NOV 06, 2010 - 05:53 AM
Very impressive diorama, Karl! The smoke and fire effects look very convincing so this diorama gives a gripping and dramatic impression of the the story you are telling us. I love your work and I would really be delighted to see the real thing. As Guido pointed out, your signature is clearly visible in this kind of action diorama that as a modeler one don't have the chance to see and enjoy frequently. As I've incursioned in this field of "special effects" trying to recreate fire and smoke in my naval dioramas I know very well how difficult is to make fire and smoke and produce a realistic and convincing impression. I agree with you that the use of an internal source of light is a must as I did years ago on my USS Indianapolis http://www.modelshipgallery.com/gallery/ca/ca-35/700-jm2/jm-index.html) The use of fluorsecent paints and black polyfibre cotton are a novelty for me and I would like to give them a try. Could you provide me with some links to these products? Looks like both of us are tunning the same frequency... Happy modeling, Augusto
NOV 06, 2010 - 10:22 PM
Hey Augusto! Insanity loves company. As for product sources, I use paints that can be found on the hardware shelves as much as at the LHS'. Just look for the brightest oranges and reds you can find. Avoid so-called 'florescent' yellows--they turnout to be more yellow-green. The material I use for smoke was produced years back as a Halloween novelty and is no longer available. However, ordinary polyfibre takes paint well and you can paint your own. I also understand there is a black quilting stuffer made for darker fabrics produced in Britain, though I have not used it yet. Good luck and happy detonating! --Karl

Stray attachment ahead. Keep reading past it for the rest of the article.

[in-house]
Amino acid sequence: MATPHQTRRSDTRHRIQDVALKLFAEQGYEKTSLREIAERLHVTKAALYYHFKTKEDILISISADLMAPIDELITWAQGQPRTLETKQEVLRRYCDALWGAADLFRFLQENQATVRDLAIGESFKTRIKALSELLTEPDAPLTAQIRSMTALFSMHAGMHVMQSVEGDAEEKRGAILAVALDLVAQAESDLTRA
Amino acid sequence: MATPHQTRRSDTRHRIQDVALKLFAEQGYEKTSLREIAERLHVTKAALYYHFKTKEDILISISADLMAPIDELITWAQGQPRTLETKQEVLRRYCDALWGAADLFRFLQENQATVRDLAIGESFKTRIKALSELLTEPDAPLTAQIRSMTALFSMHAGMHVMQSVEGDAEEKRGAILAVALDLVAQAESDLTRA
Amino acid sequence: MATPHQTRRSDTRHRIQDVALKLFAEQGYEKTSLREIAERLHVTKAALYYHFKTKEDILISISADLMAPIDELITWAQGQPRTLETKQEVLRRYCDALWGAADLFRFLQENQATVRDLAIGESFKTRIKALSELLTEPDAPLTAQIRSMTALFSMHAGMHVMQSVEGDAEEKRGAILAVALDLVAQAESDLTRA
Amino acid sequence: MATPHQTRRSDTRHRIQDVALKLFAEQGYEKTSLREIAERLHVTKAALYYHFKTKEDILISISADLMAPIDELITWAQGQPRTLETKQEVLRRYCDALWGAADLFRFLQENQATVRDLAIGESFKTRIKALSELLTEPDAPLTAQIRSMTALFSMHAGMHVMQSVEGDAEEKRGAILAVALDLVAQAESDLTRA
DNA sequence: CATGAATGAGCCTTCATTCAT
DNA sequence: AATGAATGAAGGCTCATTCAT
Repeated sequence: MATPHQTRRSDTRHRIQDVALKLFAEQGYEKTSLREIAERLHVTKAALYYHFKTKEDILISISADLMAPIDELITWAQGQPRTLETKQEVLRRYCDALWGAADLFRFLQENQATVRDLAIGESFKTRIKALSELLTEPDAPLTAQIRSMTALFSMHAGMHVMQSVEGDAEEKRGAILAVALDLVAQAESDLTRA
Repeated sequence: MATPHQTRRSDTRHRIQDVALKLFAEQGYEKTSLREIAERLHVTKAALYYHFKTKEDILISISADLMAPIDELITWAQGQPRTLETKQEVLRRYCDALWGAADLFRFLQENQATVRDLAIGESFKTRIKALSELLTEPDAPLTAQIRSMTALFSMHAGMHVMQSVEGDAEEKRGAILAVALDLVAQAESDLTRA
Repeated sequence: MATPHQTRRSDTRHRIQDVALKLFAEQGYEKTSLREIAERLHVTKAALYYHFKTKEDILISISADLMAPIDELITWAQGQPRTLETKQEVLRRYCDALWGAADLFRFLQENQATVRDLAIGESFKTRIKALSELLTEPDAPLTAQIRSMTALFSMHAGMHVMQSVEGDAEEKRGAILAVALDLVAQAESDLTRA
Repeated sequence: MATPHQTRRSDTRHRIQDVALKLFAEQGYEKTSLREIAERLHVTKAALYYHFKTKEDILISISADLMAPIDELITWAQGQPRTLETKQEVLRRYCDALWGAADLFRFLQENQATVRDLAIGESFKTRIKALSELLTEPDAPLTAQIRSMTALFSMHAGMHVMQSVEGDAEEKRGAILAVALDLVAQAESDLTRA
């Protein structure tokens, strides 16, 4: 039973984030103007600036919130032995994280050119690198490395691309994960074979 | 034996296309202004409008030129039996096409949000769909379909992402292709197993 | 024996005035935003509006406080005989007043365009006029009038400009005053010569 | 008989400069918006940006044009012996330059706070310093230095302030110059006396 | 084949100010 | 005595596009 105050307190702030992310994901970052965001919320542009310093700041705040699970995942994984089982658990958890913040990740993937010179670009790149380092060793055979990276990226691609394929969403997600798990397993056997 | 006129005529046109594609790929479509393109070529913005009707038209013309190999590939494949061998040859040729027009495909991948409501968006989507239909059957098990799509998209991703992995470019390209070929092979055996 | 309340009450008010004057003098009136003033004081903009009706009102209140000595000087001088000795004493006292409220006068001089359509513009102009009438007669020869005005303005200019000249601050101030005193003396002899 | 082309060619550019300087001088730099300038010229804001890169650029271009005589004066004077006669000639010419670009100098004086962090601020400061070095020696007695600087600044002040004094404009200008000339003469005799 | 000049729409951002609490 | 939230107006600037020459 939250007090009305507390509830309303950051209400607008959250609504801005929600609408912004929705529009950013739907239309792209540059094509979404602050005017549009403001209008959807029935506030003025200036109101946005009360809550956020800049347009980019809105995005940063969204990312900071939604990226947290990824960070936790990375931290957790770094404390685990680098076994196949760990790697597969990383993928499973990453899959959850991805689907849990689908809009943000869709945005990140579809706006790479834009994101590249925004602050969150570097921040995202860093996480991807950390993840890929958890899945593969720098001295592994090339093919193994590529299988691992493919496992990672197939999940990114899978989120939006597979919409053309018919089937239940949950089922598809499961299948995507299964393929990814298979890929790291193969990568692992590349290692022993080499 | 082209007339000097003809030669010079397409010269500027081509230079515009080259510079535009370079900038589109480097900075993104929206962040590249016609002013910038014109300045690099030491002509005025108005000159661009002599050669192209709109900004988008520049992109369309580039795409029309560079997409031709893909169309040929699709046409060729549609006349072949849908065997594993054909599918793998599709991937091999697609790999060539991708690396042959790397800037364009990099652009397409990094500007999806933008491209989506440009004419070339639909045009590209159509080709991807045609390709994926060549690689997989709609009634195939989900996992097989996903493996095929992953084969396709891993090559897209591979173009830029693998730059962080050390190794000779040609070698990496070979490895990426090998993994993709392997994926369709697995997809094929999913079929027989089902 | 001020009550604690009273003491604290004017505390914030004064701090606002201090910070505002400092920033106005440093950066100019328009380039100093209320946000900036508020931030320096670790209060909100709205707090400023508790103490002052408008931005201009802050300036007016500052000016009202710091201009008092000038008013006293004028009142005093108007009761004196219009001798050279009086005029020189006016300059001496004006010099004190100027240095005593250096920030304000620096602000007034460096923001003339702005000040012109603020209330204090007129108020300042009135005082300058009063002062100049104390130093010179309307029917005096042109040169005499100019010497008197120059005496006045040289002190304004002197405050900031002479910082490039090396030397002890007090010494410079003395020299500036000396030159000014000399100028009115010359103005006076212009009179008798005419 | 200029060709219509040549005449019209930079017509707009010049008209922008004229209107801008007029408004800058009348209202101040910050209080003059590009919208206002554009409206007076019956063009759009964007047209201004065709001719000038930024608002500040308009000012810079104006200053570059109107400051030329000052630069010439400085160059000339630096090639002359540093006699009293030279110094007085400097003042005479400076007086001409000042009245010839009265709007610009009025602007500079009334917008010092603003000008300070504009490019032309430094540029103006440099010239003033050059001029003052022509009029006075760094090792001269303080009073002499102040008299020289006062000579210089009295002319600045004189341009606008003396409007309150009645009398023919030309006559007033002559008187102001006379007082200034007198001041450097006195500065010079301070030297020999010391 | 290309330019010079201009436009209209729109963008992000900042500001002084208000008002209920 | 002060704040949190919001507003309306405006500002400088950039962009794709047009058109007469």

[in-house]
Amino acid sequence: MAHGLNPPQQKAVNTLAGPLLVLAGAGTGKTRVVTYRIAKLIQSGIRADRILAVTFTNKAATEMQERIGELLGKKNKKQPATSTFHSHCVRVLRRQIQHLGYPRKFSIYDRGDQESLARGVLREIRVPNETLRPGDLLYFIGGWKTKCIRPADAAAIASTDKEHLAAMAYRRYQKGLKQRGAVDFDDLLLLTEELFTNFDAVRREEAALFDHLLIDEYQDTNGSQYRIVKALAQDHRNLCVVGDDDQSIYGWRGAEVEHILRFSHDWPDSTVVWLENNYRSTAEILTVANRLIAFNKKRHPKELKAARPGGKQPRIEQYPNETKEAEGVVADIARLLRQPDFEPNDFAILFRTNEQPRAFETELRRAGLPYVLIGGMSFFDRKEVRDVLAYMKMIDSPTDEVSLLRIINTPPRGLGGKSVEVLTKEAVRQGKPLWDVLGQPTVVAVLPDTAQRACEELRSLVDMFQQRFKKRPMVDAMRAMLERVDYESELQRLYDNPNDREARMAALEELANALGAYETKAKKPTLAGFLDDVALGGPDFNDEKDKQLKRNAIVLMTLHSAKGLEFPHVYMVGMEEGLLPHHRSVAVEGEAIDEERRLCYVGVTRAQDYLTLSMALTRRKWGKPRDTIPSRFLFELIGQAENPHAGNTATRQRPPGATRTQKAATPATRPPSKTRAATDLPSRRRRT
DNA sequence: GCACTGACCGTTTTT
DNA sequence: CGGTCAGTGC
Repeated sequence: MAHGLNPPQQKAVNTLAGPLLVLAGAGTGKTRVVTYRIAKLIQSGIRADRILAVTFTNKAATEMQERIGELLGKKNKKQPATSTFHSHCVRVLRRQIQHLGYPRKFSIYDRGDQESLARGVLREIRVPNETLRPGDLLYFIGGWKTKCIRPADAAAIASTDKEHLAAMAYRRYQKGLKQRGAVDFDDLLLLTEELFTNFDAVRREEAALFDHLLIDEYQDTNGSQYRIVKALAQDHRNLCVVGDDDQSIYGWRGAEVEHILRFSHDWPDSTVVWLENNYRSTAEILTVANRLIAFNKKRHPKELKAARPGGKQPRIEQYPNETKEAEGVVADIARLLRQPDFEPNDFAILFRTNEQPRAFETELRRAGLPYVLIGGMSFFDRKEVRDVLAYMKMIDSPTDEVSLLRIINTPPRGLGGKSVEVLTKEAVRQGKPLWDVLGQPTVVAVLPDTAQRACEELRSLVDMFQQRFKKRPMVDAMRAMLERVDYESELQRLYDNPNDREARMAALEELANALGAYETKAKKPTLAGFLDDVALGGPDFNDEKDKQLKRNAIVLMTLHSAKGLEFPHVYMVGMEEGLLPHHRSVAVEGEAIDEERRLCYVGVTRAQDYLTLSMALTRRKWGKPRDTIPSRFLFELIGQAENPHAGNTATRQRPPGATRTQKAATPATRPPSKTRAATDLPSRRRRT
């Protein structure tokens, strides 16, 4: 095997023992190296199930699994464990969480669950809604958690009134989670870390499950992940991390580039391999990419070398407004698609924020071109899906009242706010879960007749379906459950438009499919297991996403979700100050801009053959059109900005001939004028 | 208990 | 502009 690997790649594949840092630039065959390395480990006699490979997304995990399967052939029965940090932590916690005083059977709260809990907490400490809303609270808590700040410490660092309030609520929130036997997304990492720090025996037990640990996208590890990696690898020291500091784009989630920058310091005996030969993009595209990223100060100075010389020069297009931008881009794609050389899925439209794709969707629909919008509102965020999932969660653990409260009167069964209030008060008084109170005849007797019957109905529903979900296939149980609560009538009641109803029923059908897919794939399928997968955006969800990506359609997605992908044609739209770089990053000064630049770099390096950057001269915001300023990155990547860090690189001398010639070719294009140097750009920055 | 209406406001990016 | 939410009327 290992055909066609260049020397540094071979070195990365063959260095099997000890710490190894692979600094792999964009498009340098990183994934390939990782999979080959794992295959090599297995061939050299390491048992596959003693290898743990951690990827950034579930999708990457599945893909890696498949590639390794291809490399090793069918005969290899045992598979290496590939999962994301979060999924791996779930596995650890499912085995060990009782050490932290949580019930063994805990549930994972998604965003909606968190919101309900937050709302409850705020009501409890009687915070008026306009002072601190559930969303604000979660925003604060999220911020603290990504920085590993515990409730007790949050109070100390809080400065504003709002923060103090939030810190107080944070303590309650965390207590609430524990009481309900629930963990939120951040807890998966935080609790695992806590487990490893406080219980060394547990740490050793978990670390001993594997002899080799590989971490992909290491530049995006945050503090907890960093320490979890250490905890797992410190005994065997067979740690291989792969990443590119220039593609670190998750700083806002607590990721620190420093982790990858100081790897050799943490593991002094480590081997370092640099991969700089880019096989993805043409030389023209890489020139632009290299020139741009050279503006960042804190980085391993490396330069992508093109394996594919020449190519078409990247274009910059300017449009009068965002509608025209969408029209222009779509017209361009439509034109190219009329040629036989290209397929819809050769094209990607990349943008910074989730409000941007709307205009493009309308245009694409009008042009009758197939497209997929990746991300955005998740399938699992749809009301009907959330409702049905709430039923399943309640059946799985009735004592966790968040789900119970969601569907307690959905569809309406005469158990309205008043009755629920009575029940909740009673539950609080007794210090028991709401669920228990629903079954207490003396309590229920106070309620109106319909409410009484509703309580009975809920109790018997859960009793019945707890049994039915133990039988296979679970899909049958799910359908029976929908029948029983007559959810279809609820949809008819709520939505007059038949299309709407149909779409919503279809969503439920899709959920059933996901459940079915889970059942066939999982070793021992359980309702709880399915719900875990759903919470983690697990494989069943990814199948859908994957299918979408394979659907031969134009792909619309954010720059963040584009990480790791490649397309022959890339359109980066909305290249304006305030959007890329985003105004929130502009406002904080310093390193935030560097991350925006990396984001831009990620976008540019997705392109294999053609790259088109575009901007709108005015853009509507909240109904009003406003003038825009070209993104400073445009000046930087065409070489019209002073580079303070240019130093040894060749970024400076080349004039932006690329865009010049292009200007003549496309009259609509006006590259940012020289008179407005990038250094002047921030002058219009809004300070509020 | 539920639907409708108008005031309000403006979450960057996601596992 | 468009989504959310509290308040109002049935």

NOV 07, 2010 - 08:33 AM
Hi Karl Your dios always look like stills taken from an old movie! I really like the action you portray (like the gasoline drum flying over!), the courage to make difficult effects and I must say that I would like to see some shots taken with less light - much like Guido took with is "Perfect Storm" dio I think you managed to make and excellent job with the old Revell model... You have a tendency to attack the "dogs" and make them jewels (not the best alchemy trick, but you understand what I mean). Congratulations on another great scene! Rui
NOV 08, 2010 - 04:51 AM
I wanted wanted to thank everyone for the kind comments on my latest submission. Guido, your third-person reference was much appreciated, though it makes me sound like a Matisse (or least a Klimt) ! Rui, for my part, the only doggie thing about the Revell 4-stacker is the almost non-existent flare on the bows--that's one of those cure-is-worse-than-the-problem matters. But, everything else is fixable if you have the insanity to replace 90% of a kit... I've produced night scenes before, but not for photography. Finding digital cameras with slow shutter speeds to absorb all the light will be a challenge. Any assistance on low-light digital photography from the Kitmakers would be appreciated. Thanks! --Karl
NOV 09, 2010 - 07:27 AM